EPT Dortmund: All that glitters is not Gould

First faller: Peter Gould

by Simon Young

We've been playing for nearly an hour, and already lost two players. First out of the door was England's Peter Gould, whose pocket jacks bit the dust leaving him with just a handful of chips to play with. He lasted two more hands. But he was philosophical in defeat, telling me: "Oh well, if you are going to go you may as well go early. Just a pity we are not near a nice beach."

Play has been entertaining so far. Over on Hendon Mobster Ross Boatman's table, two players got a little confused during a particular hand. Turns out one had K-K, the other A-A. Pre-flop raises and re-raises were called, followed by more betting on a J-4-J flop. Both slowed on the 7 turn then after the river 8, Mr K-K threw in two black 100 chips into a pot of 7,000 or so - a strange bet, explained when he said: "Oh, I thought they were 1,000 chips. Can I change it?" Of course not, and the bet stood. Called by sceptical Mr A-A, who was given the pot. But he then said: "What, is that for me? Wasn't there a K on the flop?" Er, no! Ross Boatman is licking his lips.

Watching the confusion: Ross Boatman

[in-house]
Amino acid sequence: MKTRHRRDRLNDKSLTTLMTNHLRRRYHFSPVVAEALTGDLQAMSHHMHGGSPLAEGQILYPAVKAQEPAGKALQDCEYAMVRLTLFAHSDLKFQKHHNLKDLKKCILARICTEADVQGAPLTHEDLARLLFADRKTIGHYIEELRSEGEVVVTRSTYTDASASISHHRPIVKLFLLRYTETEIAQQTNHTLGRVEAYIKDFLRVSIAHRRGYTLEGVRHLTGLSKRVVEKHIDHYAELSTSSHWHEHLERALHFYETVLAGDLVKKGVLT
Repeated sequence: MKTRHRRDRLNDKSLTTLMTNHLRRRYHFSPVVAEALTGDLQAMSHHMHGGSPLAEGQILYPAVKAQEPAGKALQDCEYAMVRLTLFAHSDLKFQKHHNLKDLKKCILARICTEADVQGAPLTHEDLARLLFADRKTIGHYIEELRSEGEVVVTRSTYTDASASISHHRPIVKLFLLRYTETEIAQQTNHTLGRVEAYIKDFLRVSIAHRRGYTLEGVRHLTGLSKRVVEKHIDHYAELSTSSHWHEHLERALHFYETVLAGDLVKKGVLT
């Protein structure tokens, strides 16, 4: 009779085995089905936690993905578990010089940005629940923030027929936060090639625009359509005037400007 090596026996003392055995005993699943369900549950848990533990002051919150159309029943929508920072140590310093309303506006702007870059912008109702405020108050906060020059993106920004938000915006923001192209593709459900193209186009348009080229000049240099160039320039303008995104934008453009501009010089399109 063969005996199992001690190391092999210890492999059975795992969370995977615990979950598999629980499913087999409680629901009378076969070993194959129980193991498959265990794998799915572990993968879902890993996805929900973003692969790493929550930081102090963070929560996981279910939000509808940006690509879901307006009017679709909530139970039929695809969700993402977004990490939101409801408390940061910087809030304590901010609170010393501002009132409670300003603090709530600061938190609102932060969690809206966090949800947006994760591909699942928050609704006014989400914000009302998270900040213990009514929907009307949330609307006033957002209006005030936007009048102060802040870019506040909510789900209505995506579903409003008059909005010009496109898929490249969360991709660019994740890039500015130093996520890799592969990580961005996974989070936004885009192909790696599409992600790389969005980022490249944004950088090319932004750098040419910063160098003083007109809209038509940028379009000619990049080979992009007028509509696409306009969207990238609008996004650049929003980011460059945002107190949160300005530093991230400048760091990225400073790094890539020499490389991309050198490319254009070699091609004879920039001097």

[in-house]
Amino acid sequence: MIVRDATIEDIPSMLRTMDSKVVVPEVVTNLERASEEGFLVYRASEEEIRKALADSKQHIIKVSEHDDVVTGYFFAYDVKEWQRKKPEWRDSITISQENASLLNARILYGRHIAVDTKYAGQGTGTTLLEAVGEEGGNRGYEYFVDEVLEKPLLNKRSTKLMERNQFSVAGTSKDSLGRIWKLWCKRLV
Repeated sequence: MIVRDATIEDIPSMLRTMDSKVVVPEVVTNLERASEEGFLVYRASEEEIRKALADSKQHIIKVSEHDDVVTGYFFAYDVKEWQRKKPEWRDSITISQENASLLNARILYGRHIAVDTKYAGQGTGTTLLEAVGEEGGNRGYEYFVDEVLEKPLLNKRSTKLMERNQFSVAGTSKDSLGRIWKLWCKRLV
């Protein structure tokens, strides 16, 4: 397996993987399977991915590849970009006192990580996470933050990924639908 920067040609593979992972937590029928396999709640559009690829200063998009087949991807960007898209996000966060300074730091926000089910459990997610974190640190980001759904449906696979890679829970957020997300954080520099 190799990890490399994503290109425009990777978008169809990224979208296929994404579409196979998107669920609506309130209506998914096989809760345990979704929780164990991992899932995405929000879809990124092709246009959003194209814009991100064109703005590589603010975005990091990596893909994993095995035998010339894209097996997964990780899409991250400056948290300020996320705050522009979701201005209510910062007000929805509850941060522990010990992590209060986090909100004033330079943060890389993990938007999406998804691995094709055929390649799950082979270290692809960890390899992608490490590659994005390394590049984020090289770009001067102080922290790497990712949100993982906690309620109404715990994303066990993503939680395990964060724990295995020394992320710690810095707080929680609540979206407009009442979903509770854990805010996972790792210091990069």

Strong-willed: Magnus Petersson

More K-K action elsewhere, this time on Magnus Petersson's table. The Swede, who won in Copenhagen's EPT in January, is sporting PokerStars colours here and got into a bit of a pot with aggressive Dane Martin Wendt. On an ace-high flop Wendt threw in a decent pot-sized bet, but faced a minimum re-raise from Petersson. The Dane went into the tank and reluctantly folded, very possibly with an ace. Petersson showed the K-K - a great bet to knock Wendt off? We may never know.

Ace up his sleeve?: Martin Wendt

At the next break, Petersson let me into his thinking: "Martin is a very good player, and I knew that if he had a weak ace he would have to fold. It is likely he had one, so I was pleased he put it down!"

Meanwhile Britain's "Mr Cool" Marc Goodwin is already providing some entertainment on his table. After warning a player not to raise because he was on the button, Goodwin duly called when he did up the stakes. The flop brought two kings. Goodwin then produced some great speech play designed to make it look like he was bluffing about holding a king. His opponent fell for it, called the bets - and Goodwin duly showed the king for pretty-looking trips.

Cool customer: Marc Goodwin

Entries for today has been confirmed at 257, which added yesterday's 237 makes a total field of 494 - easily the biggest EPT entry so far.
Brad Willis
@BradWillis in